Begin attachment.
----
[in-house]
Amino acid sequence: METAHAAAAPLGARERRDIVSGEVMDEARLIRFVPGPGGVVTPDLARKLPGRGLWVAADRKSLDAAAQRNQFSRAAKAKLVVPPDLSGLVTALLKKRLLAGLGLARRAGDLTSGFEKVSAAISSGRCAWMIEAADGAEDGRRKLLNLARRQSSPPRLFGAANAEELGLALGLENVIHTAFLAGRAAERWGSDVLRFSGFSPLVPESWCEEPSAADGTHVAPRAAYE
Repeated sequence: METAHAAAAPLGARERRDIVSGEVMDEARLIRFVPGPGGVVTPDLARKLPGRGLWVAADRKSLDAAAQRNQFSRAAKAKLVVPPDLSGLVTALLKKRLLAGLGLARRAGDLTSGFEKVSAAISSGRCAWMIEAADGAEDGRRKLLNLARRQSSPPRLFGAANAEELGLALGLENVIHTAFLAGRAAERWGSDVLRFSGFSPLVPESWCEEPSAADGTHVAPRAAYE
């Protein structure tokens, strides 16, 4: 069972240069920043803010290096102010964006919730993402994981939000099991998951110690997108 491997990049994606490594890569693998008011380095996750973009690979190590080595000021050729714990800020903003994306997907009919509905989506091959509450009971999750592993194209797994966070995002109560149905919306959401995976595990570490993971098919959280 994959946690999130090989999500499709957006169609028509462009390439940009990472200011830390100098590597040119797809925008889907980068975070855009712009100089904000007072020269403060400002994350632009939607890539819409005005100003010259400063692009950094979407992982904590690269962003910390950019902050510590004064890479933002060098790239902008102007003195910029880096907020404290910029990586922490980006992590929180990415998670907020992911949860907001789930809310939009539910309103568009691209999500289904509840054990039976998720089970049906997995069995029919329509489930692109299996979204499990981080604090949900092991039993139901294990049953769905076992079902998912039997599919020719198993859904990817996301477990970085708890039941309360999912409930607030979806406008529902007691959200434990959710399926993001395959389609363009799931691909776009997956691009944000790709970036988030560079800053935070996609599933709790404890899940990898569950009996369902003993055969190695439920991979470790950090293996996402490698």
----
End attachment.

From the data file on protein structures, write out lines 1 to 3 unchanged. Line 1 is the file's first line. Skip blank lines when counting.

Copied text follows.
[in-house]
Amino acid sequence: METAHAAAAPLGARERRDIVSGEVMDEARLIRFVPGPGGVVTPDLARKLPGRGLWVAADRKSLDAAAQRNQFSRAAKAKLVVPPDLSGLVTALLKKRLLAGLGLARRAGDLTSGFEKVSAAISSGRCAWMIEAADGAEDGRRKLLNLARRQSSPPRLFGAANAEELGLALGLENVIHTAFLAGRAAERWGSDVLRFSGFSPLVPESWCEEPSAADGTHVAPRAAYE
Repeated sequence: METAHAAAAPLGARERRDIVSGEVMDEARLIRFVPGPGGVVTPDLARKLPGRGLWVAADRKSLDAAAQRNQFSRAAKAKLVVPPDLSGLVTALLKKRLLAGLGLARRAGDLTSGFEKVSAAISSGRCAWMIEAADGAEDGRRKLLNLARRQSSPPRLFGAANAEELGLALGLENVIHTAFLAGRAAERWGSDVLRFSGFSPLVPESWCEEPSAADGTHVAPRAAYE